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calendar   Tuesday - December 07, 2010

DECEMBER 7, 1941, because we need to remember

There are 110 photos in this collection. Many you may have seen, but there might be some you haven’t. The photos are really HUGE at the link.

Here are just a few, and they’ve been reduced for space. 

This picture, taken by a Japanese photographer, shows how American ships are clustered together before the surprise Japanese aerial attack on Pearl Harbor, Hawaii, on Sunday morning, Dec. 7, 1941. Minutes later the full impact of the assault was felt and Pearl Harbor became a flaming target. (AP Photo)

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THE OTHER 106 PHOTOS ARE HERE


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Posted by peiper   United Kingdom  on 12/07/2010 at 06:21 AM   
Filed Under: • HeroesUSA War-Stories •  
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calendar   Saturday - October 23, 2010

most unusual obit story I’ve posted since doing this. rip…brigadier dennis rendell, one of a kind

For certain, of all the stories with much derring -do, this soldier comes closest to a movie that might star Errol Flynn. This is an incredible history of a soldier’s story.  It isn’t as though there weren’t brave people on all sides.  And since I unfortunately only speak and read English I am limited to a great degree.  I mean, if I could read other languages I might be reading of stories like or similar to this one.  But from the reading I have done over the years there’s something I keep bumping into.  Brit derring-do.  A daredevil attitude if you will.  It’s as though they were always testing themselves and proving themselves.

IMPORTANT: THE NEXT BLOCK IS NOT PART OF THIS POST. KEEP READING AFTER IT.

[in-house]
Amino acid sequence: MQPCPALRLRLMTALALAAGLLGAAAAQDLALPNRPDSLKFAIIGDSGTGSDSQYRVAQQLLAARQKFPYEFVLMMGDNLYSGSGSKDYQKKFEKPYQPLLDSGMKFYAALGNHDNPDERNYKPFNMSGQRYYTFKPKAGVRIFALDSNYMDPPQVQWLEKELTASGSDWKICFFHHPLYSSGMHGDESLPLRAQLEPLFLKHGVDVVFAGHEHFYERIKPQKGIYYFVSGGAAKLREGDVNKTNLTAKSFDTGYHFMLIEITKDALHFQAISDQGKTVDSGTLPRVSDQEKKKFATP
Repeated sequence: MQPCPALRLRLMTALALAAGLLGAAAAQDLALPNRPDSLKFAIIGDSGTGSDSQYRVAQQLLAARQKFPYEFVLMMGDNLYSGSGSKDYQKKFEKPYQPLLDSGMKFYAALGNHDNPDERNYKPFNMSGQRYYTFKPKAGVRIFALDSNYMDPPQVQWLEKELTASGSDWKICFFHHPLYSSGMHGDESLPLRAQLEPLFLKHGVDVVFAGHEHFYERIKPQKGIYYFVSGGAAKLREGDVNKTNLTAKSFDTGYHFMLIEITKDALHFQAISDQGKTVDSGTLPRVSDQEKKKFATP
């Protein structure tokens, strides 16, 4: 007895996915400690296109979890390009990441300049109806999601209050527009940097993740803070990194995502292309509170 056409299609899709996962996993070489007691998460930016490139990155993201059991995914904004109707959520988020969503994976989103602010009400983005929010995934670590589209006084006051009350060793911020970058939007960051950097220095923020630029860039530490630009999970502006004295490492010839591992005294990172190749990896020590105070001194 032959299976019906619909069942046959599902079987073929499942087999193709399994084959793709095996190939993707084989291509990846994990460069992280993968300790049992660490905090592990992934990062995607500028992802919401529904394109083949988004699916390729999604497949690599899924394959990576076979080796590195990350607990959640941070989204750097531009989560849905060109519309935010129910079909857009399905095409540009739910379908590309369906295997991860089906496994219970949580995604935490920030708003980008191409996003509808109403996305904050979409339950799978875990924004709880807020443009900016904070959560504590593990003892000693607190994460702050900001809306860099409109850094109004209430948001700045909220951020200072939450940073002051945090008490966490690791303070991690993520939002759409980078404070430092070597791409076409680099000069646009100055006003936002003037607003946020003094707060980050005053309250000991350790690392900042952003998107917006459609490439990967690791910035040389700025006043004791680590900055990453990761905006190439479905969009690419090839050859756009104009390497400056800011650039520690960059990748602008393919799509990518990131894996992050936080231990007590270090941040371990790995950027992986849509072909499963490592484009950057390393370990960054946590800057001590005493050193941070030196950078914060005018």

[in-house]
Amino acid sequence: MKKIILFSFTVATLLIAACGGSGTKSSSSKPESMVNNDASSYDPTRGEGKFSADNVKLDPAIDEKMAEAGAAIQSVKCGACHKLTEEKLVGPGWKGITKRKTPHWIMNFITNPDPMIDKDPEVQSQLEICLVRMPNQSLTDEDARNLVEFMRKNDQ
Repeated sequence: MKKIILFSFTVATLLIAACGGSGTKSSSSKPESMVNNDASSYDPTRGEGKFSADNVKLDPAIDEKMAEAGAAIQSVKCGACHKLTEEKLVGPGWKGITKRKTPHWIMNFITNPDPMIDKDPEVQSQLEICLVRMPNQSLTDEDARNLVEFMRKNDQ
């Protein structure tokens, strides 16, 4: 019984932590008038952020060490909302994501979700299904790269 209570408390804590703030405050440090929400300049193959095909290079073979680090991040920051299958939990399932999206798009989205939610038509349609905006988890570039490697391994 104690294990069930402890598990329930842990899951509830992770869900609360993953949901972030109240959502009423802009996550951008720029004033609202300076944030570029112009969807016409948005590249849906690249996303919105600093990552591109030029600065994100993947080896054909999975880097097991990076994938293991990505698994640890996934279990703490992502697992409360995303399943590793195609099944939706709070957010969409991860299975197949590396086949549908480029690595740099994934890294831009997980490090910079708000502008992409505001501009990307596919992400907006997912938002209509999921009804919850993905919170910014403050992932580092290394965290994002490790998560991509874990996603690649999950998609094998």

It’s as if the Brits had an entire army of Otto Skorzenys.  And often it came from very ordinary appearing people. And btw ... even the women in cases where they were allowed to show what they were made of, did this country proud.  Once upon a time.
Nothing I’ve said here should be taken as diminishing the valor and guts and fighting ability of those boys and girls in the current fight in Afghanistan.  Different kind of war, different sort of opportunities and a very much different kind of fragmented home front. 

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Brigadier Dennis Rendell (RIP)

Brigadier Dennis Rendell, who has died aged 89, had an adventurous career in the Parachute Regiment and the Royal Military Police, rising to become Provost Marshal, one of the most ancient of Crown appointments.

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Rendell, flanked by two unsuspecting Germans, tries his luck at a fair while on the run in Italy

In November 1942, 2nd Battalion the Parachute Regiment (2 PR) dropped at Depienne, Tunisia, with orders to destroy the enemy landing ground at Oudna. During the initial attack Rendell, then a lieutenant, led his platoon under heavy fire from armoured vehicles. Ignoring the dangers, he went forward alone to ascertain the best approach and played a notable part in the capture of the railway station.